The basis of the Motions is the expert report and possible trial testimony of Kinlaw's expert witness, Michael J. Katz, M.D. (``Dr. Katz"). See, e.g., ECF No. 53; ECF No. 77. Kinlaw properly designated Dr. Katz as an expert witness and timely disclosed Dr. Katz's expert report (the "first report") to the Defendants on December 4, 2018. See Apr. 23 Hr'g Tr. at 8 (hereinafter, ``Hr'g Tr.") (ECF No. 95). In response, the Defendants submitted their expert designations on January 4, 2019. Id. at 9. Dr. Katz was then deposed on January 25, 2019 (six days before the close of discovery). Id. Following his deposition, on the evening of January 31, 2019 (the last day of discovery), Kinlaw submitted a second expert report by Dr. Katz (the "second report"), which purported to clarify certain issues that arose at Dr. Katz's deposition six days earlier.[3] Id.; id. at 28-31.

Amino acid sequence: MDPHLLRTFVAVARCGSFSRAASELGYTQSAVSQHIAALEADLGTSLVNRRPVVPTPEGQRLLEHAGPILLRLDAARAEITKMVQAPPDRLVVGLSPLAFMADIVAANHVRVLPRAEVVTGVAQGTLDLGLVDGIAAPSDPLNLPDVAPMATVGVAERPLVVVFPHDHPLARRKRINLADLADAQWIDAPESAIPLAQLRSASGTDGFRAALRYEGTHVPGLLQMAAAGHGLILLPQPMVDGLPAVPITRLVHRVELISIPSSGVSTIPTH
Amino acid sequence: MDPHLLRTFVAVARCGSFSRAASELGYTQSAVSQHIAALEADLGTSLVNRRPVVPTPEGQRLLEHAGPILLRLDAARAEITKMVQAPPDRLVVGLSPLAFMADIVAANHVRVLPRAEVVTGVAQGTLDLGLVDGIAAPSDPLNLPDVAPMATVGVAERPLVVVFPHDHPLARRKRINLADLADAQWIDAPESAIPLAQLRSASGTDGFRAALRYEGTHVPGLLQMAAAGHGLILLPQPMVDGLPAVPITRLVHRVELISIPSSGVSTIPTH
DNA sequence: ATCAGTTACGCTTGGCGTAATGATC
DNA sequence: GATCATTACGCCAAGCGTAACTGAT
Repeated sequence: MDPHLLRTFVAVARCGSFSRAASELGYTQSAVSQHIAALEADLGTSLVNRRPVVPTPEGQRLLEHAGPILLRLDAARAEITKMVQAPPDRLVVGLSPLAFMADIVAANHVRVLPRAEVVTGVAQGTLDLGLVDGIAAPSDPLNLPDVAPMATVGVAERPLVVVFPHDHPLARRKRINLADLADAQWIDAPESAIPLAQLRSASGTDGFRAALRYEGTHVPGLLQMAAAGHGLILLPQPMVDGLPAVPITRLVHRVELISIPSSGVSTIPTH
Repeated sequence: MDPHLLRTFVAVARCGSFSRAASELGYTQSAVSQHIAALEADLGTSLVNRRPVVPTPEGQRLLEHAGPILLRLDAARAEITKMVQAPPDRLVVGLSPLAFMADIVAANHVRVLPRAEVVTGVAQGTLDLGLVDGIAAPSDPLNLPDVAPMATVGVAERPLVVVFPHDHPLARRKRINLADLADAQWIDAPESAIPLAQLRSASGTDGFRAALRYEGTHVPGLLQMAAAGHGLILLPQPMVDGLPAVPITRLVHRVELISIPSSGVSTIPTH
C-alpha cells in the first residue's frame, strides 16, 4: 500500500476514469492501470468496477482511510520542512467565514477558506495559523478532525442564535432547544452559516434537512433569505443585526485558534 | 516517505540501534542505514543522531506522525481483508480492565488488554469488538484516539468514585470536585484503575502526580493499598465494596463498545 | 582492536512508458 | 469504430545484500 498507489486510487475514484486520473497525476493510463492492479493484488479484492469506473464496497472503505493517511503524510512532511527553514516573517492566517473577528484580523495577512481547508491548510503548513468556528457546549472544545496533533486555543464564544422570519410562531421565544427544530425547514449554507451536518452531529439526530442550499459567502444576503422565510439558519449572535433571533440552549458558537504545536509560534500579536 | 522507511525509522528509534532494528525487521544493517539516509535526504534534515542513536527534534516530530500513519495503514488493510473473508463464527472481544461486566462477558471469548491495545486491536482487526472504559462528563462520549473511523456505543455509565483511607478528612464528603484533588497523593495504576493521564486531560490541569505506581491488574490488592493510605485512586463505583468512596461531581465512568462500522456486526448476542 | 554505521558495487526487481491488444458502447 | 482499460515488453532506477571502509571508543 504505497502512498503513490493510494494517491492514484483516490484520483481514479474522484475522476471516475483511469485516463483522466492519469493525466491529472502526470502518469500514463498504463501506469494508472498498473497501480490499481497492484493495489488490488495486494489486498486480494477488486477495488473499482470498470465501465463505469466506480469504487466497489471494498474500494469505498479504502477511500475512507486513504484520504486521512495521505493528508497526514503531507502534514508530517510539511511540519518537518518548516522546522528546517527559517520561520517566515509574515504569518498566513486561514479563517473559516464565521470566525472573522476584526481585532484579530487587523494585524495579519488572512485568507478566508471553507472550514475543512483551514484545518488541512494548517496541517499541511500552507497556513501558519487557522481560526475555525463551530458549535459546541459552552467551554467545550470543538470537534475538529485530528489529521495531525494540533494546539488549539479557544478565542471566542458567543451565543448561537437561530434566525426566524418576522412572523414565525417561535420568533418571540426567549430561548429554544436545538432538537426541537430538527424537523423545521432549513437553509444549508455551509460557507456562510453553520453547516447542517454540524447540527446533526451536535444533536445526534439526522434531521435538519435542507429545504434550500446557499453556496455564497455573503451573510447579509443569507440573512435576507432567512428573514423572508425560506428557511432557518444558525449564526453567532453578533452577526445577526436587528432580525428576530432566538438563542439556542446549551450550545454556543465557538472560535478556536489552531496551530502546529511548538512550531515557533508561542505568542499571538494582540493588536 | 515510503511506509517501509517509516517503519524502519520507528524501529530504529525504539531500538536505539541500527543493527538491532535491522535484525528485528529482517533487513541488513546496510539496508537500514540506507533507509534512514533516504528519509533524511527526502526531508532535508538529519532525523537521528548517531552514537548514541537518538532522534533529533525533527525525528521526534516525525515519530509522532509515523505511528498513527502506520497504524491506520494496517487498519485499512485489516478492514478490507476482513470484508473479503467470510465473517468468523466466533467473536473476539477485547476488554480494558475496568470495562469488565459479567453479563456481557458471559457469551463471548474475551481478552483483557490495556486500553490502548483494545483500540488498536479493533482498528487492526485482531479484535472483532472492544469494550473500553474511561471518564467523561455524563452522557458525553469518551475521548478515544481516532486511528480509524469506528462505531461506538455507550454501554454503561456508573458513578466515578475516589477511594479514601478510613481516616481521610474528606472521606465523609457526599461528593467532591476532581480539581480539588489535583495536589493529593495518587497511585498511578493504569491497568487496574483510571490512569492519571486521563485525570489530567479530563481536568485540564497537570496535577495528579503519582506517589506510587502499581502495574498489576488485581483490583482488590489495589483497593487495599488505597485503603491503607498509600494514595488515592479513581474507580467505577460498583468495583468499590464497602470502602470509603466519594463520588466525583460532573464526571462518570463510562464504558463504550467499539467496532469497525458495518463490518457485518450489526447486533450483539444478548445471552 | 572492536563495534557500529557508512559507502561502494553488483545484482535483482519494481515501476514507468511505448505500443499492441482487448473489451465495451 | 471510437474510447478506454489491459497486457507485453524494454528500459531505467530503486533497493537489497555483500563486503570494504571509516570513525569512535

In the Defendants' Motion to Exclude (ECF No. 52), the Defendants move to exclude testimony contained in, or alternatively to strike entirely, the second report. They argue that Dr. Katz's second report was untimely and was an improper supplementation of an expert report. In the Defendants' Daubert Motion (ECF No. 76), the Defendants move to exclude Dr. Katz's standard of care and causation opinions. Finally, largely assuming that the Court would grant the Motion to Exclude and/or the Daubert Motion (i.e. exclude entirely, or curtail significantly, Kinlaw's primary expert witness), the Defendants moved for summary judgment. ECF No. 73.

         The parties fully briefed the Motions and the Court heard oral argument on them on April 23, 2019. For the reasons stated on the record on April 23, 2019, and as set forth below, the Motions were denied. ECF No. 91.

         DISCUSSION